S T A R * P O I N T S

31 December, 2000
3rd Millennium Star Party
at the
United States Naval Observatory
Washington, DC

The observatory had a public program for the first 3,000 persons to enter including cannon fire, a timeball drop, observing with the historic 12 inch and 26 inch Clark refractors, and fireworks.

The early evening was spent showing the starry sights to VIP visitors attending tours and a dinner at the observatory. The observatory served hot food for volunteers in the "Stargazer Cafe."

To help with the overflow crowd and to take the pressure off the observatory instruments I hauled a 0.5 meter (20 inch) Newtonian Dobsonian reflector telescope for public viewing.

All photographs are by the author.

[SCT close up]

With hundreds of persons expected to ascend the ladder of the 0.5 meter a solution had to be found for keeping the observed object in the field of view without requiring the operator to butt into line after each observer and climb the ladder in order to readjust the telescope for the next viewer.

A 4 inch f/12 Schmidt-Cassegrain telescope was bolted to the left altitude bearing of the main instrument, as shown in the close up view, above. This permits the operator to guide the main telescope from a comfortable seated position when the SCT is fitted with a cross hair reticle eyepiece.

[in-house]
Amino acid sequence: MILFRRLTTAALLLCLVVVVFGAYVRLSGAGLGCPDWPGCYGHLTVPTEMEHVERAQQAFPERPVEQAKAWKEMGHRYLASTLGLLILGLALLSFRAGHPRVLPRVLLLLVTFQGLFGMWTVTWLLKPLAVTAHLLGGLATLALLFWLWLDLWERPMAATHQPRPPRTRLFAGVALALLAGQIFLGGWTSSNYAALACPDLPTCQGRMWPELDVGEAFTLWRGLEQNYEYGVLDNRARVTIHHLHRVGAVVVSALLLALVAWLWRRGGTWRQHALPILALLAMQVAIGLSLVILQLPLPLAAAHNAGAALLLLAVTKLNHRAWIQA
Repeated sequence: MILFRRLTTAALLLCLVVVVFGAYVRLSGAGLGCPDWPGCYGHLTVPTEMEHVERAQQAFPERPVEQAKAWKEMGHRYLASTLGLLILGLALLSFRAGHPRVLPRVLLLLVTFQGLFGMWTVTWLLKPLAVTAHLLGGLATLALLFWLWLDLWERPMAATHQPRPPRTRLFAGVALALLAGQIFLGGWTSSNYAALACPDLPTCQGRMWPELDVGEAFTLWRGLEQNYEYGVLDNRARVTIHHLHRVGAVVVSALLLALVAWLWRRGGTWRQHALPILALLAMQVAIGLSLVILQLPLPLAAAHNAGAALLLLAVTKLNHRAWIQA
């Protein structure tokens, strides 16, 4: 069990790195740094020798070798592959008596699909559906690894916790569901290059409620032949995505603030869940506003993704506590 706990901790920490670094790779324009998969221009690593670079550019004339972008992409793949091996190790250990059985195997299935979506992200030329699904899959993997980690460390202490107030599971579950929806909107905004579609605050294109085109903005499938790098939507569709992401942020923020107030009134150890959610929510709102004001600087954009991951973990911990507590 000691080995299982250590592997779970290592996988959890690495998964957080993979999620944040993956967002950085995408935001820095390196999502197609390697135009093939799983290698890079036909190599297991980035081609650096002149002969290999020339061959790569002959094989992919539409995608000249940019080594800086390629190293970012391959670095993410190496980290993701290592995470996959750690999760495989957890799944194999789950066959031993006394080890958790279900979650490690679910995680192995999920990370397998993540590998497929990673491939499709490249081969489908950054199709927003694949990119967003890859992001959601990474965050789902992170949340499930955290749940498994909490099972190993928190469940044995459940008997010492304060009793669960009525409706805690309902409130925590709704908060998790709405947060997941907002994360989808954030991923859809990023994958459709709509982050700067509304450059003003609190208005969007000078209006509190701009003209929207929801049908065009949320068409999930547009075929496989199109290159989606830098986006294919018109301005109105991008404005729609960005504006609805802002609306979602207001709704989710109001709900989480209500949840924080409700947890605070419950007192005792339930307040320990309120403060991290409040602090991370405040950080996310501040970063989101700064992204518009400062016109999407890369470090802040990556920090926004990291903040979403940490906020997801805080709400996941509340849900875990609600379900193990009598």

This configuration made a big difference in throughput in terms of the number of observers per unit time that were able to view with the main instrument.

[Dob and SCT sidekick]

Testing the sidekick configuration in the workshop at home prior to the star party.

[20 Dob and 26 Clark Dome]

The 0.5 meter Tectron Dobsonian telescope and its attached 4 inch SCT is visible in the foreground in front of the dome of the historic 26 inch Clark refractor which was used to discover the only two known moons of the planet Mars in 1877.

[USNO Crowd]

Several members of the general public pause to ask questions and inspect the telescope after descending the 8' ladder. The telescope was used to provide views of the planets Jupiter and Saturn to hundreds of star party guests.

[Fireworks 1 of 2]

A cannon shot and time ball drop signaled the end of the 2nd millennium, followed by a fireworks display.

[Fireworks 2 of 2]

Another view of the fireworks in which the dome of the 12 inch refractor is visible at lower right.

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